Government consumer debt strategy slammed

26 August 2004
The government has been severely criticised for wasting money in its new proposals to combat high levels of consumer debt.

According to The Credit Services Association (CSA), the body that represents the UK debt industry, the government's idea to put millions of leaflets in job centres, schools, doctors' surgeries and even estate agents is a pointless waste of money.

The CSA believes it fails to grasp the key issues and is little short of a gimmick that will do absolutely nothing to alleviate UK debt.

Speaking out against the Department of Constitutional Affairs (DCA), those responsible for the new initiative, Scott Soutar, president of the CSA said: "The money would be much better channelled to bodies like the Citizens Advice Bureau (CAB) that are already set up to deal with such problems, are proven to be effective, but are consistently under-funded."

The CSA's concern is that the distribution of the leaflets may make the government feel better and look like it is taking action, but is failing to recognise that effective means of providing advice and support already exist.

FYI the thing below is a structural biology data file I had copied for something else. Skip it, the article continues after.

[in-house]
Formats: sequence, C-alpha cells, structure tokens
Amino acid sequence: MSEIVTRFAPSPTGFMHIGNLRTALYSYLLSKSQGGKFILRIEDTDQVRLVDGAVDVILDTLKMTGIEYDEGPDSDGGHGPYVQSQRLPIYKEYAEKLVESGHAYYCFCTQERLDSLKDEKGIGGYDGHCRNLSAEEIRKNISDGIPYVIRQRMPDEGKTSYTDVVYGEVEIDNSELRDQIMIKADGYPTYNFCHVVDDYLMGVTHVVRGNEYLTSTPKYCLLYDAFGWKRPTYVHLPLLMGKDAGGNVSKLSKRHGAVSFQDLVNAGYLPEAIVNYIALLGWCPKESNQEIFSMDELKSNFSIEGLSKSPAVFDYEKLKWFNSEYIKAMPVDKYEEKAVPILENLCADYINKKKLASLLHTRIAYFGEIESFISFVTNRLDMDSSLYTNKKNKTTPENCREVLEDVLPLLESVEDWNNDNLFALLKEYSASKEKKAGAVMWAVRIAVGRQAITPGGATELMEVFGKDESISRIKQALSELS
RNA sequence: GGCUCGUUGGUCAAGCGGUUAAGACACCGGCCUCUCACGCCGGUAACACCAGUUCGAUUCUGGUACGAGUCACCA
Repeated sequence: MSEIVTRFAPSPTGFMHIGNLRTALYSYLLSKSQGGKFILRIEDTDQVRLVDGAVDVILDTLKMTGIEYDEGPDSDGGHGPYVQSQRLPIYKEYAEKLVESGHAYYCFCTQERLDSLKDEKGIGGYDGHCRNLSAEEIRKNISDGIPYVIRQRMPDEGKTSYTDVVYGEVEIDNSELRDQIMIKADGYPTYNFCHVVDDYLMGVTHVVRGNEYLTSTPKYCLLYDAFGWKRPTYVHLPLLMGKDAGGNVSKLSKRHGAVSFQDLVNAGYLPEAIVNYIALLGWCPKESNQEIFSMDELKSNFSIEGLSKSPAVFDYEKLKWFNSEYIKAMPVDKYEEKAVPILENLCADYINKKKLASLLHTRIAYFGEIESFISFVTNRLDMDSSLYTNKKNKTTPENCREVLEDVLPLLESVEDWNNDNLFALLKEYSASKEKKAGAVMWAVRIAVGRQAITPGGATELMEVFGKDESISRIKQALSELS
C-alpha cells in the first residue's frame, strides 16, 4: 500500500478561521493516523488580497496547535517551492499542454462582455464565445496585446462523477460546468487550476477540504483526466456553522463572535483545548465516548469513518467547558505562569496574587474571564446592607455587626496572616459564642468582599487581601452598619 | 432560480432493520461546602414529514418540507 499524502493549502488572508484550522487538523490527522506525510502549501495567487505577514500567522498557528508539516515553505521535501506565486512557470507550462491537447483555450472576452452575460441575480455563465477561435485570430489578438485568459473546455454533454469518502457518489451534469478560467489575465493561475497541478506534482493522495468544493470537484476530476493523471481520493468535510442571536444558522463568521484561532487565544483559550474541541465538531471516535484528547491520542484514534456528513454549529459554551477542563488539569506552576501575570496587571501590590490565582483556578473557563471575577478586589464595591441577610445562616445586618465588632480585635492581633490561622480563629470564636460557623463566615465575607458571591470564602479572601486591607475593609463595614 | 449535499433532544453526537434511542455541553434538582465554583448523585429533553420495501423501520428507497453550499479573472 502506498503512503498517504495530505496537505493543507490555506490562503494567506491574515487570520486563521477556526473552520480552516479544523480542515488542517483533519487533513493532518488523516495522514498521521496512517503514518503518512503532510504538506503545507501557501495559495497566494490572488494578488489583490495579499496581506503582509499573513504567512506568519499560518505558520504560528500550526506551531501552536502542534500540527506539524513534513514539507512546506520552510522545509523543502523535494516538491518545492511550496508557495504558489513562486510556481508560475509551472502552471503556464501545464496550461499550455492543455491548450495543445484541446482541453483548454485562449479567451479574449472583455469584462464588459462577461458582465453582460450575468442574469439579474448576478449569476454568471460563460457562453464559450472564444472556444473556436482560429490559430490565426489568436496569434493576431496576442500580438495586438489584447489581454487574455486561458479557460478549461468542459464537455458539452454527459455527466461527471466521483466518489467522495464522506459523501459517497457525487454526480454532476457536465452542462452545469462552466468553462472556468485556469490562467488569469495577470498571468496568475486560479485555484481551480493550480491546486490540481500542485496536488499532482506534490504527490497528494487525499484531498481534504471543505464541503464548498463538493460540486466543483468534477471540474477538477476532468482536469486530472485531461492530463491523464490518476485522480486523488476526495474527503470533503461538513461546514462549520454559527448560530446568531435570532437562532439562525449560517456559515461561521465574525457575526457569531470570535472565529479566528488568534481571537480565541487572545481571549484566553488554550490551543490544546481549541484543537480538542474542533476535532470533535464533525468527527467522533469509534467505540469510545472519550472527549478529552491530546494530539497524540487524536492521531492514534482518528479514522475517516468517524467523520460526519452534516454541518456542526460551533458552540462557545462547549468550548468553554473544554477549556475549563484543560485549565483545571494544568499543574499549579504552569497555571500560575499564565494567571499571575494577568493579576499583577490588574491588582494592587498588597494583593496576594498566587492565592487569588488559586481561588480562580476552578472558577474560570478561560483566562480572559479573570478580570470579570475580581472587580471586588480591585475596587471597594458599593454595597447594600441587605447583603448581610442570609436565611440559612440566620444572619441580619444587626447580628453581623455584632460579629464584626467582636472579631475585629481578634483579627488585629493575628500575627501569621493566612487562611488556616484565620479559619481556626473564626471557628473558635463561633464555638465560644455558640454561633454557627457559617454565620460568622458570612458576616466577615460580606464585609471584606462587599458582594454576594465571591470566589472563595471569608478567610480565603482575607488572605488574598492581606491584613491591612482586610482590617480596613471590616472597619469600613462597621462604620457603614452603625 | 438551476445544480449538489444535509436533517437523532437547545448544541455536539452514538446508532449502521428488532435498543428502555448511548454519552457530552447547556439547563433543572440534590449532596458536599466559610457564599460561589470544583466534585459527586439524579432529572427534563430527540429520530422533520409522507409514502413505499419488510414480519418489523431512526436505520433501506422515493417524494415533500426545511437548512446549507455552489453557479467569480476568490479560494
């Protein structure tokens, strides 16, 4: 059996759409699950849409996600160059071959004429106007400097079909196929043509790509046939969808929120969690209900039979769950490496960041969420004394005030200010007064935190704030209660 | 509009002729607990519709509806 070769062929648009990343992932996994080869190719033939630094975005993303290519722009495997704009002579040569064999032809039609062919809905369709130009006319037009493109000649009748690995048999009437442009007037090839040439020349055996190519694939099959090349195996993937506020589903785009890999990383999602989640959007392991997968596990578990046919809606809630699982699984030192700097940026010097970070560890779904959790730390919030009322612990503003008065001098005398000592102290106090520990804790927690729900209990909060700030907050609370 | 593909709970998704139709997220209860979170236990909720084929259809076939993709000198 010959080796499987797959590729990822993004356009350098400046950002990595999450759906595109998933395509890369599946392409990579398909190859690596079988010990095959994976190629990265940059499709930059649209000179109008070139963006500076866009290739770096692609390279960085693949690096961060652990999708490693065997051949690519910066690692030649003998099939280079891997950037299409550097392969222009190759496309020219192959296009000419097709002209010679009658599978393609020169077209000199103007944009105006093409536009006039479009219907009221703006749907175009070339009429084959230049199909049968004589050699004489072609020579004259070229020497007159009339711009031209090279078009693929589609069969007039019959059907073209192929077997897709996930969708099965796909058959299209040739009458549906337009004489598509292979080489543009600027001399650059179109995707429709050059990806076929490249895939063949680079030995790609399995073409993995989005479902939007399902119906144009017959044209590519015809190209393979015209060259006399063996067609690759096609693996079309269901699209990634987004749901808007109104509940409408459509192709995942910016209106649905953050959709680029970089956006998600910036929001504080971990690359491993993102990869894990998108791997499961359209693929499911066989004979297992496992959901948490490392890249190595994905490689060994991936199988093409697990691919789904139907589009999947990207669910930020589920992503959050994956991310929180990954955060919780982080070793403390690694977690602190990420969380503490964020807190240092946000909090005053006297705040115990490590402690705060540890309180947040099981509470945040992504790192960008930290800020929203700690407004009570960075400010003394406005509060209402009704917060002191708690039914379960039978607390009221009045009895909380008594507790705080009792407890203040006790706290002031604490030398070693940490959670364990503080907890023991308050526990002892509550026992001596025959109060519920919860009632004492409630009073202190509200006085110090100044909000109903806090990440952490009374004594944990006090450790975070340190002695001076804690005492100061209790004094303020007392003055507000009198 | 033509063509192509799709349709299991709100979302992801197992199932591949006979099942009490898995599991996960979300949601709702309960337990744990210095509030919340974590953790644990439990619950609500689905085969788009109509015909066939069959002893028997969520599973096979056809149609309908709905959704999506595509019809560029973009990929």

The recent increases in interest rates and the continuing rise in house prices also worry the CSA. Mr Soutar explains that these factors may, "put some people beyond their means and others closer to a debt crisis".

He concluded: "People need to address the debt they have before they are forced to default on payment. Simply taking on more debt is not the solution and ignoring the problem will not make the problem go away. Reading about it after it has happened is also not likely to help."

The CAB recently reported a 44 per cent rise in calls for advice about debt over the last six years.
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